Information privacy is an important policy and social consideration.
The Internet has revolutionized how young people watch movies: half of Canadian teens say that they download movies without paying for them at least once a week. 
The word surveillance comes from the French verb “surveiller”, which, when translated, means “to watch over”.  Sociologist and surveillance scholar David Lyon defines surveillance as “any collection and processing of personal data, whether identifiable or not, for the purposes of influencing or managing those whose data have been garnered”.  Increasingly, information gathering and surveillance technologies are becoming more and more common as part of everyday life and routines. 
Children and youth who use the Internet are highly attuned to surveillance practices.  Research conducted by MediaSmarts demonstrates that for young Canadians surveillance is part of everyday life. While youth once considered the Internet to be a private space where they and their peers could play, communicate, and experiment, these attitudes have largely disappeared: on the contrary, youth now regard the Internet as a completely monitored space.  This surveillance of youth is primarily conducted by parents, teachers/schools, and corporations.
Children and youth are a huge potential market for corporations.
There is a common misconception that youth are not concerned with privacy. On the contrary, though, there is significant evidence to suggest that privacy is a major concern among youth, particularly when it comes to their actions online.  As a result of this concern, young Canadians have developed a wide range of techniques to resist surveillance or negotiate their own privacy.
Intellectual property - Anything that comes into being through invention or artistic creation. When an intellectual property is also real property, it is possible to own one but not the other – so that owning a painting (real property right) does not automatically give you the right to make copies of it (intellectual property right).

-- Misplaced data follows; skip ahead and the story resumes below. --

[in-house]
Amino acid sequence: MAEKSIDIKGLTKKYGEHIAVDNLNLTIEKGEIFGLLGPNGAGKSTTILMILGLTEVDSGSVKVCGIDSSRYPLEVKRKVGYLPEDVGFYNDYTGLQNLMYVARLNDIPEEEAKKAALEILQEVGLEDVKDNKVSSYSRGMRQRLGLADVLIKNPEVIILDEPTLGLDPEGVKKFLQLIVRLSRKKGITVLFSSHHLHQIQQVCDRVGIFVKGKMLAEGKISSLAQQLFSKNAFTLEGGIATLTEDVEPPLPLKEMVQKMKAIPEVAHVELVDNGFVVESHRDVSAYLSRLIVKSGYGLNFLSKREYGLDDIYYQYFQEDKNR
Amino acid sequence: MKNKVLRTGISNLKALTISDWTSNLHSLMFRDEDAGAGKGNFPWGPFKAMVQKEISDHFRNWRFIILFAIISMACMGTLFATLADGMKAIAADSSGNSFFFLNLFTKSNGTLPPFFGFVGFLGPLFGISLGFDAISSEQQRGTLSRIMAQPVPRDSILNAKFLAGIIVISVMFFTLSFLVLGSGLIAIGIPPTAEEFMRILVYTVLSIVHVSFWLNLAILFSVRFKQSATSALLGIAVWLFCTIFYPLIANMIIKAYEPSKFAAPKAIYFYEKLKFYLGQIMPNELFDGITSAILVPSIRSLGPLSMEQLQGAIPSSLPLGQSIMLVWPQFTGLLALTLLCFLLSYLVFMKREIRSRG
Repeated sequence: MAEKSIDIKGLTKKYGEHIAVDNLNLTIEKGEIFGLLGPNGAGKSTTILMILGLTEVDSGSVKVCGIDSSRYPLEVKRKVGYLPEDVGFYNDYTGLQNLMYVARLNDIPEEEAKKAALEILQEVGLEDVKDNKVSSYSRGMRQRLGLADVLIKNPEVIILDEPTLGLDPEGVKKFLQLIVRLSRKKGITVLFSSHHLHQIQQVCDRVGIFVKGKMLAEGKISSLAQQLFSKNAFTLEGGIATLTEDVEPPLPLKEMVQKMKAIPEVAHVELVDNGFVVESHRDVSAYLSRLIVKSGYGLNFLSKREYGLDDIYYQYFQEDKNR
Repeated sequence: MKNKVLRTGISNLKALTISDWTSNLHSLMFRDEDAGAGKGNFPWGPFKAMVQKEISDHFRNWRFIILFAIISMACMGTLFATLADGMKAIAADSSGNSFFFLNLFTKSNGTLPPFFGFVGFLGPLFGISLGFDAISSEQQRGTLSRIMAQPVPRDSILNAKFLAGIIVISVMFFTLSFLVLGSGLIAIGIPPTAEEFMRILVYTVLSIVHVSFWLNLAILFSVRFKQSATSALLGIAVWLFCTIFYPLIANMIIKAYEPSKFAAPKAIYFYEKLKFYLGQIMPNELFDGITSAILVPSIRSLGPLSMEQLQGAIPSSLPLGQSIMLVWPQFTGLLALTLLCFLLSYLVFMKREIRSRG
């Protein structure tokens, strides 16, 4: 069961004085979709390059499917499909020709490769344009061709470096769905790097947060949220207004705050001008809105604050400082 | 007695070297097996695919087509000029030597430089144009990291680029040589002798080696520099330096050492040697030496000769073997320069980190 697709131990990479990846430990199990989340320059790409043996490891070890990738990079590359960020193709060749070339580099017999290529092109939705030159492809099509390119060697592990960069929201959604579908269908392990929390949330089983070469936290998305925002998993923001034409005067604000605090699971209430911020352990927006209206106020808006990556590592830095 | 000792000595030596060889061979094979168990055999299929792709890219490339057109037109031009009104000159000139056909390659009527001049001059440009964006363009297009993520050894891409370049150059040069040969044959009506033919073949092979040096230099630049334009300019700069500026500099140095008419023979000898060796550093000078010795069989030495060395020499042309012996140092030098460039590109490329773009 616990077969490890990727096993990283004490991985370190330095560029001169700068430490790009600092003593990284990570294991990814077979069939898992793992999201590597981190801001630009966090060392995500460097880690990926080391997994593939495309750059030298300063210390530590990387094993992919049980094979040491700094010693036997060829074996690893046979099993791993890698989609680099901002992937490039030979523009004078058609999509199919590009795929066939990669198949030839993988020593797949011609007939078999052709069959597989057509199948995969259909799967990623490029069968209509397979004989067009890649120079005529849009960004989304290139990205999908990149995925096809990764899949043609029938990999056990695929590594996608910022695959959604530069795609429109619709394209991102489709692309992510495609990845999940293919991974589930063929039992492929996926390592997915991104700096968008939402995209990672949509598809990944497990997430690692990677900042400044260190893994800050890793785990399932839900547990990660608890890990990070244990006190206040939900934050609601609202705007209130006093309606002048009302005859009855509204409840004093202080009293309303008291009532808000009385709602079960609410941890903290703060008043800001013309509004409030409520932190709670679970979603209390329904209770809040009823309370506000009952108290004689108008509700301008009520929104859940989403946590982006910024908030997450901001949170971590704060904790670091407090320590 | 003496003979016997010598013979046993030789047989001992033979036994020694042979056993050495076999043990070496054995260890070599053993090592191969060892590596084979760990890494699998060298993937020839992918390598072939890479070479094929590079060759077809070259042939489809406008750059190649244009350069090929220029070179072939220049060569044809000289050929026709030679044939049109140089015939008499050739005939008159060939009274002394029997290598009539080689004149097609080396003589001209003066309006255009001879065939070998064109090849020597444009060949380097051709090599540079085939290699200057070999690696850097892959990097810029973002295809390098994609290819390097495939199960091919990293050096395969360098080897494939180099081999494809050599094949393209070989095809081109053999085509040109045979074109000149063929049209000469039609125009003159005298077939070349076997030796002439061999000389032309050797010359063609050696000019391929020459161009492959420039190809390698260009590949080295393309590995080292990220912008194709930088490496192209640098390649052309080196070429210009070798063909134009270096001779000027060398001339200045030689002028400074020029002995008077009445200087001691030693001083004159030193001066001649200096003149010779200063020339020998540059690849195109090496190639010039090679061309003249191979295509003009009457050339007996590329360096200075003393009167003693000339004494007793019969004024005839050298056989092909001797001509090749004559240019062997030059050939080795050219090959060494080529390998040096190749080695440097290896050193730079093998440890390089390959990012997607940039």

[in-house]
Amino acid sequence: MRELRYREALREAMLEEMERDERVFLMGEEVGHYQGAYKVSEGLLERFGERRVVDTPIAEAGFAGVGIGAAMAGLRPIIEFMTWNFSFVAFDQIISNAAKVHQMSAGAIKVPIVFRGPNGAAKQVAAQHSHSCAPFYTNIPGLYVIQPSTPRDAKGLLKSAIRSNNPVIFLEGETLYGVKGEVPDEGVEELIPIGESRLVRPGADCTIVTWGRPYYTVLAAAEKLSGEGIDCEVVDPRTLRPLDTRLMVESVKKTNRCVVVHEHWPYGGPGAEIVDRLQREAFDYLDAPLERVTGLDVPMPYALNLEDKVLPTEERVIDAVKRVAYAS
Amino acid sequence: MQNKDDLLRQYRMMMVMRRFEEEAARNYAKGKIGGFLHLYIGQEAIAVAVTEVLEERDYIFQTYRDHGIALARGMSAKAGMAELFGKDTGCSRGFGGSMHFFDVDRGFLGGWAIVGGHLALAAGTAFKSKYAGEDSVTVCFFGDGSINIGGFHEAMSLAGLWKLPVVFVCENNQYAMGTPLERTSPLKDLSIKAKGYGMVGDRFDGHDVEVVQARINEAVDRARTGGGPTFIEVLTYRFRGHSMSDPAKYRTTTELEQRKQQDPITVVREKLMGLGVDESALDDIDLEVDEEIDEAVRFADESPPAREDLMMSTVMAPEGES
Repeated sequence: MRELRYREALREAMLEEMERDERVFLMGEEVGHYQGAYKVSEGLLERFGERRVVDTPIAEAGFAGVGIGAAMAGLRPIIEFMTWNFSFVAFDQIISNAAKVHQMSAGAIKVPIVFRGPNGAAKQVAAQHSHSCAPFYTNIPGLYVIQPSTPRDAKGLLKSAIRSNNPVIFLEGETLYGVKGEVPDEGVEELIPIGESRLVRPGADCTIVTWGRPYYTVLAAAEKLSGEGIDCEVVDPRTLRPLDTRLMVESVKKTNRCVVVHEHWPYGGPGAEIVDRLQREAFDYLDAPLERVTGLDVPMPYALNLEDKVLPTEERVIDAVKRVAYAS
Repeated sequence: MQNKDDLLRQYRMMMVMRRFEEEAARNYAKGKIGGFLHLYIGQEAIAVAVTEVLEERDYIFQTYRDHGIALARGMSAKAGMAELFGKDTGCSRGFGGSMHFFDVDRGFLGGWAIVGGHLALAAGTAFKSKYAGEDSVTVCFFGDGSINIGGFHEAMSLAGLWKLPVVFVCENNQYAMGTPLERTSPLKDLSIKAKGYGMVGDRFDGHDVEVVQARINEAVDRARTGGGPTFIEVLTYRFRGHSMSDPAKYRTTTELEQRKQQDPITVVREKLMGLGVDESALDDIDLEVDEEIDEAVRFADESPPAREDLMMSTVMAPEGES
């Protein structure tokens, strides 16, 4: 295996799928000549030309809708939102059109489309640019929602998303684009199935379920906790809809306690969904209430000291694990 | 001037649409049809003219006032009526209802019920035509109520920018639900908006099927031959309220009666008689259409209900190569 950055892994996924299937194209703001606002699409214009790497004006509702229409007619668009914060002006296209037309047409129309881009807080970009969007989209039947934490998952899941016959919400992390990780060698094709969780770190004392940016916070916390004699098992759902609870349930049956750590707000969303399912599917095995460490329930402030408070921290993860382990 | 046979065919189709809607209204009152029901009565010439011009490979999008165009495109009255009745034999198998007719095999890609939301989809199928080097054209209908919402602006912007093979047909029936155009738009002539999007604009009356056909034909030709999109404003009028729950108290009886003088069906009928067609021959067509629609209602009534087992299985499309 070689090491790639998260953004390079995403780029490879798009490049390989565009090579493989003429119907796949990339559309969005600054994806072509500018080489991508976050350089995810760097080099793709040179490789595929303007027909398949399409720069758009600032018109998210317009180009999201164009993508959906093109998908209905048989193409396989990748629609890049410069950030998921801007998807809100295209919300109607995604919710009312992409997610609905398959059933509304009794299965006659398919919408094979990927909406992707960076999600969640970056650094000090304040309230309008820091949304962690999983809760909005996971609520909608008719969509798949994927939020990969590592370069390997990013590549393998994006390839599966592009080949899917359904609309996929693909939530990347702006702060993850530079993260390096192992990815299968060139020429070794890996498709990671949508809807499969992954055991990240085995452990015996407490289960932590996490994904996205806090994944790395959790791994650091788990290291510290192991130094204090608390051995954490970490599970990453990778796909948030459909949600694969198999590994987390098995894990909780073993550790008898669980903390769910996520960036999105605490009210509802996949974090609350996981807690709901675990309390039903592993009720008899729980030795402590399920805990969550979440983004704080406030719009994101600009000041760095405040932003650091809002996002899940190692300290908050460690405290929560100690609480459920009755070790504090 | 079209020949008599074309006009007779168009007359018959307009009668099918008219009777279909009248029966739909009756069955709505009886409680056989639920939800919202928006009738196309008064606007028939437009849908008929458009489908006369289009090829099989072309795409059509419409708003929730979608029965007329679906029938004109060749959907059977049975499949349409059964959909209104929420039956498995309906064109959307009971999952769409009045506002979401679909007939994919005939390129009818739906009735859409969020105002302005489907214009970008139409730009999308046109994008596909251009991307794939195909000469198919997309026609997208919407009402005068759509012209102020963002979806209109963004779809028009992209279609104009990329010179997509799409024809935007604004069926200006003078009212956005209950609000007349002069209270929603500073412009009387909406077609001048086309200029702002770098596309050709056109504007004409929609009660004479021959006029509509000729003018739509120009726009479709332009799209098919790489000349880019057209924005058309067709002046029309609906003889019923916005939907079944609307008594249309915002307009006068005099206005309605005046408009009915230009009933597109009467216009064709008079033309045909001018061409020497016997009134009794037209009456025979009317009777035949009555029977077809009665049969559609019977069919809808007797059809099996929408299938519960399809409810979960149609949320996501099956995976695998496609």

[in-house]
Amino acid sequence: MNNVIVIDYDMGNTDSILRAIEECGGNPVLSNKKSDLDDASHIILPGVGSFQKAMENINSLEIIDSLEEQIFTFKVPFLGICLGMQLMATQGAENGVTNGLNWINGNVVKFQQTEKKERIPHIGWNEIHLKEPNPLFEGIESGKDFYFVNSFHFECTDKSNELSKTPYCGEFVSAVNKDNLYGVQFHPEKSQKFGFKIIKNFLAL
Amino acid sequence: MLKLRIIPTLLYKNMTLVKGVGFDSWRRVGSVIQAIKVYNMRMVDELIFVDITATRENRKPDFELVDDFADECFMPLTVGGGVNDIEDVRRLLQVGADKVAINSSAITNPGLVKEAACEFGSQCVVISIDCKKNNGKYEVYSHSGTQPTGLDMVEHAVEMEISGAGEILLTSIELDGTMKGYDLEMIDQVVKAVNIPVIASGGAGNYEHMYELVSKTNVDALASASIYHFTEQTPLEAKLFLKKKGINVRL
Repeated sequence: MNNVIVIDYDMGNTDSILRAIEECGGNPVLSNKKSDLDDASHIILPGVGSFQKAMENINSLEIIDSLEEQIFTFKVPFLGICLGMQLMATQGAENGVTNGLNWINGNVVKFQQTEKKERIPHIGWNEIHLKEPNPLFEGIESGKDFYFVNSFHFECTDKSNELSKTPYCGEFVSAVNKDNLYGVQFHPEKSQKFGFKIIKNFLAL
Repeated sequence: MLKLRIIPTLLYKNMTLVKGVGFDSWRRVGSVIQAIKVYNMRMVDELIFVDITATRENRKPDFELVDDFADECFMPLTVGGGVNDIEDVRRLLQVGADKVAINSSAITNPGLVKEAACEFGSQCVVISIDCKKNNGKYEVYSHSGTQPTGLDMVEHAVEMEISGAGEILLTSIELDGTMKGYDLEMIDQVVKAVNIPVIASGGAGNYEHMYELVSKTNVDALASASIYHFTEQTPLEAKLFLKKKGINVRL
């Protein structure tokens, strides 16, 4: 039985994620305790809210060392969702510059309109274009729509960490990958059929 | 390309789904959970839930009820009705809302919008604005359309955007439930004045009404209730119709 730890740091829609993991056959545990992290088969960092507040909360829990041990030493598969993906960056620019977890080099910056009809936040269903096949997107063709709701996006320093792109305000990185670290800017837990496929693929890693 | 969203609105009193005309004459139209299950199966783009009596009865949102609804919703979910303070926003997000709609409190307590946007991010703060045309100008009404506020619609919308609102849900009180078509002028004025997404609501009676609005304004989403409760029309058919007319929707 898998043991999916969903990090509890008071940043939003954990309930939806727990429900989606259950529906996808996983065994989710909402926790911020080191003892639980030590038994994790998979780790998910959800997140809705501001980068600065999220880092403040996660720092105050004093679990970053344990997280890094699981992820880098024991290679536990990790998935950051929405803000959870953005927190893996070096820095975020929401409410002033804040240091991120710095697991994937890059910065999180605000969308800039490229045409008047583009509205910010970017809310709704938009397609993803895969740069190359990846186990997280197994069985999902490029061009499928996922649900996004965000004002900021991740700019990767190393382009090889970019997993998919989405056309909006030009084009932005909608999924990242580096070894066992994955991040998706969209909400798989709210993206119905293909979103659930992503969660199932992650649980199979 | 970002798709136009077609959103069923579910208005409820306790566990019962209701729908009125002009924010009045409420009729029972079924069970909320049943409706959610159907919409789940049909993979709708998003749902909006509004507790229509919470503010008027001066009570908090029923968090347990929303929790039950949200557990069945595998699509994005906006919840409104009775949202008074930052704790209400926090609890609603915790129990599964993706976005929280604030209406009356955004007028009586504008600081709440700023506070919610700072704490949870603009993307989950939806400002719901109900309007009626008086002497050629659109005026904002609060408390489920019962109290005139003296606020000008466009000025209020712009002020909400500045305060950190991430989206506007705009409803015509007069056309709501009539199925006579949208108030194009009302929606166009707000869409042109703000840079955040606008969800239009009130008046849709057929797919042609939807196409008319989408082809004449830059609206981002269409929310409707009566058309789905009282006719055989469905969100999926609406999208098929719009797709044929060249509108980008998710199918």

In Canada, consumers have certain rights to use copyrighted material without permission or license from the owner of the copyright. These rights are defined in the Copyright Act as Fair Dealing exemptions and were redefined in the 2012 changes to the Act. A good knowledge of Fair Dealing can be extremely helpful in understanding what you and your students can do with media in class. It’s important to note that the Copyright Act provides very little definition for many of these terms; instead, most of the specifics of Fair Dealing have come from court rulings, and the new exemptions and other changes done in 2012 will likely also be further defined in the same way.
Internationally, a wide range of legislation has been developed in order to manage and protect individual’s personal information. Canada’s public and private sector are governed separately in terms of privacy protection.
What is intellectual property?: A novel? A film script? A joke? A cook book? A character in a TV show? A painting? The lyrics to a song? All of these are intellectual property.